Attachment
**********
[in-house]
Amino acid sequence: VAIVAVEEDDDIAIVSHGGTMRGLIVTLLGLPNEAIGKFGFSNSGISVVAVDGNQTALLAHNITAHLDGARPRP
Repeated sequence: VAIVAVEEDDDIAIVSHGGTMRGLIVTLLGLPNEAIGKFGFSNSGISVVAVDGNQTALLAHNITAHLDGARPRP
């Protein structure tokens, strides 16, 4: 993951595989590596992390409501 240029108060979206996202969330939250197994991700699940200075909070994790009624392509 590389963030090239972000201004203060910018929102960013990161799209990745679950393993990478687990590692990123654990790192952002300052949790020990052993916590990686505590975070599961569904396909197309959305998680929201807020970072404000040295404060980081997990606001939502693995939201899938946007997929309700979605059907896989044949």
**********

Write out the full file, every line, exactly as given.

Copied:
[in-house]
Amino acid sequence: VAIVAVEEDDDIAIVSHGGTMRGLIVTLLGLPNEAIGKFGFSNSGISVVAVDGNQTALLAHNITAHLDGARPRP
Repeated sequence: VAIVAVEEDDDIAIVSHGGTMRGLIVTLLGLPNEAIGKFGFSNSGISVVAVDGNQTALLAHNITAHLDGARPRP
């Protein structure tokens, strides 16, 4: 993951595989590596992390409501 240029108060979206996202969330939250197994991700699940200075909070994790009624392509 590389963030090239972000201004203060910018929102960013990161799209990745679950393993990478687990590692990123654990790192952002300052949790020990052993916590990686505590975070599961569904396909197309959305998680929201807020970072404000040295404060980081997990606001939502693995939201899938946007997929309700979605059907896989044949």